The smart home is gaining momentum across Europe, but there’s still much to do. That’s why the work of the Smart Homes & Buildings Association (SH&BA) is so important. We provide a place for business to showcase their systems, devices, products and services, and a much-needed forum for all smart home stakeholders to share their experiences and discuss ways to overcome the hurdles facing us.
At the heart of these challenges lies interoperability, which to an extent is still proving a stubborn barrier to the kind of integrated smart home experience we all want to see.
A unified experience
At our fourth bi-annual retail and manufacturer panel meeting recently, stakeholders from across the smart home landscape converged on the offices of Avensys, where we were shown around the IoT specialist’s impressive facilities. The firm’s several showrooms, open to all members of the public, really demonstrate the potential in the smart home to change the way we live. The largest space combines kitchen, living-room, bathroom, dining-room and second living-room, each showing off different technologies but giving a sense of a unified smart home.
We agreed that a model which works together efficiently holds most potential for the mass market, rather than the kind of plug-and-play mix of individual products which meet very specific needs but can fail to resonate overall.
However, the problem still remains that many products don’t talk to each other, making the unified smart home experience a pipe dream for most consumers.
Starting from scratch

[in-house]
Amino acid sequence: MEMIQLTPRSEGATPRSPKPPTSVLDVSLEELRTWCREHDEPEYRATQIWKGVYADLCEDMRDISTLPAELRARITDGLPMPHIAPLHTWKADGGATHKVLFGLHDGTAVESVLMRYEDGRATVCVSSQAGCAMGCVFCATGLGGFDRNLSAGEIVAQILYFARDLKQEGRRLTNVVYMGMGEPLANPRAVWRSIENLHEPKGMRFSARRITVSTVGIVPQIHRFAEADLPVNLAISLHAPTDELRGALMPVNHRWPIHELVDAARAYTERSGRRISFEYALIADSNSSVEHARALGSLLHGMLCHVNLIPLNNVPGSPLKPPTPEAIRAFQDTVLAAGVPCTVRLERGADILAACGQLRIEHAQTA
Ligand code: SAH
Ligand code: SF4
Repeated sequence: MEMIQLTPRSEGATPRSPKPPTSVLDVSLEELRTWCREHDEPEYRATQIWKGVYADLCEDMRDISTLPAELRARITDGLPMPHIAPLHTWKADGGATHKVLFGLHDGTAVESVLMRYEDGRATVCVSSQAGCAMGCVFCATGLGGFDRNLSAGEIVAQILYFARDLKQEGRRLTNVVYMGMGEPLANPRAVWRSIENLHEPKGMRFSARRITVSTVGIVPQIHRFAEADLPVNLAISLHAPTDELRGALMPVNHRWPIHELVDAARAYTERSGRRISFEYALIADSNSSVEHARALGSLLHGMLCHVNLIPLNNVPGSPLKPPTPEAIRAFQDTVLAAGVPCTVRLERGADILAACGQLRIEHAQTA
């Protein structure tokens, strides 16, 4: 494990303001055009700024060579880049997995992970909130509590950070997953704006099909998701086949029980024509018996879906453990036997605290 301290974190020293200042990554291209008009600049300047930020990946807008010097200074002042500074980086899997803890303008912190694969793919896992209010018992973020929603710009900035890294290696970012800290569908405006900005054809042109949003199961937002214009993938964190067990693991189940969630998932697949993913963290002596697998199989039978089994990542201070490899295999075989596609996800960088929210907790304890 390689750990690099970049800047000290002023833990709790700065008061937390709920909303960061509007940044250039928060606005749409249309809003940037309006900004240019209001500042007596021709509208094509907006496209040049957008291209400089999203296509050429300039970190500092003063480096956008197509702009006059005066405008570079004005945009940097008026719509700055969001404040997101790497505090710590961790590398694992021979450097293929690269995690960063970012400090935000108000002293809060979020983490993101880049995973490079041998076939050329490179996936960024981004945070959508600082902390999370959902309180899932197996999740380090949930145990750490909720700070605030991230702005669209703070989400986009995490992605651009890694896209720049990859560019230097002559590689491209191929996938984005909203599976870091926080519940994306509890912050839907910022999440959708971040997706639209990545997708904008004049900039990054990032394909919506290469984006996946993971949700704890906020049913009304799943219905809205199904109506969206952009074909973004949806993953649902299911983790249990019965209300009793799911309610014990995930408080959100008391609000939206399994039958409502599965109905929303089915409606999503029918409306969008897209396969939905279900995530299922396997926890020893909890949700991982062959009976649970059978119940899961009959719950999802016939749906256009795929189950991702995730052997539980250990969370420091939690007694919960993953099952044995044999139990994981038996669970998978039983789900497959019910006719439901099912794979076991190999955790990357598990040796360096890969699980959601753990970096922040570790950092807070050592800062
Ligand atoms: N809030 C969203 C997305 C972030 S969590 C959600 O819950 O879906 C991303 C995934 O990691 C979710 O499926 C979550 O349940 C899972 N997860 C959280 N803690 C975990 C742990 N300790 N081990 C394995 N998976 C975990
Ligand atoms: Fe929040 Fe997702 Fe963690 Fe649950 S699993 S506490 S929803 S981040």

One cause for optimism for the future comes from the new build space. Mark Swift, founder of Home Hub installations, told us his firm has gone from cabling two houses per month to 200, and is about to sign a deal for 14,000 houses in the next year. Many of these are integrating the open SmartThings platform, promising a unified experience for the buildings once completed.
Partnerships are of course key to driving this vision of the integrated smart home. On a bigger scale, Amazon’s recent tie-up with Lennar Homes, the second largest housebuilder in the US, also offers grounds for optimism. We also heard how the IET is currently producing guidance for electricians on smart home installation, which will help drive progress in this space.
While interoperability is a big success factor for the smart home, there are others. Consumers also need to trust in the retailers and brands they’re investing in, and be assured that the tech they buy will last long into the future. As an industry, we also need to ensure that consumers are informed about the potential cyber-related risks associated with the smart home and how to manage them. SH&BA produced guidance around this in November 2015 and we’re looking to the industry to get proactive in this area.
Helping us to shape the future of the smart home going forward will be a new SH&BA initiative: the Smart Home Young Leaders’ Forum. This cross-industry group will seek to better understand the different ways that young professionals under 35 years of age who work in the smart home industry are engaging with technology in order to help companies transition from old to new smart home technologies. We’re looking forward to seeing what it can achieve, because the smart home will only succeed if we continue to build out these networks, partnerships and interconnections. The first meeting of the Young Leaders’ Forum will take place at IFA in Berlin on 3rd September at 4pm. All details can be found in the link to the event – To find out more click SH&BA YOUNG LEADERS’ FORUM @ IFA – REGISTRATION LINK
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